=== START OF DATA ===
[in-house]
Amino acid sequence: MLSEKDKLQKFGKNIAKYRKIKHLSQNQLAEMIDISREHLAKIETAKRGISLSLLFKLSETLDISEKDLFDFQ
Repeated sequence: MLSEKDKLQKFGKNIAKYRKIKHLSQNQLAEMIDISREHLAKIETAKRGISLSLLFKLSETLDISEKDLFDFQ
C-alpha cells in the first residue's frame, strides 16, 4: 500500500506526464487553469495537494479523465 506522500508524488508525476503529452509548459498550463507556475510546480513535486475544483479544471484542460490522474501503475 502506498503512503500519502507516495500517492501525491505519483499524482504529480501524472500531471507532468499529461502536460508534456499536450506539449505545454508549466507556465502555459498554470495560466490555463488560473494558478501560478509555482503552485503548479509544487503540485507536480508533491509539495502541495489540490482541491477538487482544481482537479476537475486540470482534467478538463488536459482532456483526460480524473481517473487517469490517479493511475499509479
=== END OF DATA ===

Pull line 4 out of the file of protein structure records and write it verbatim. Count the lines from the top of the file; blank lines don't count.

C-alpha cells in the first residue's frame, strides 16, 4: 500500500506526464487553469495537494479523465 506522500508524488508525476503529452509548459498550463507556475510546480513535486475544483479544471484542460490522474501503475 502506498503512503500519502507516495500517492501525491505519483499524482504529480501524472500531471507532468499529461502536460508534456499536450506539449505545454508549466507556465502555459498554470495560466490555463488560473494558478501560478509555482503552485503548479509544487503540485507536480508533491509539495502541495489540490482541491477538487482544481482537479476537475486540470482534467478538463488536459482532456483526460480524473481517473487517469490517479493511475499509479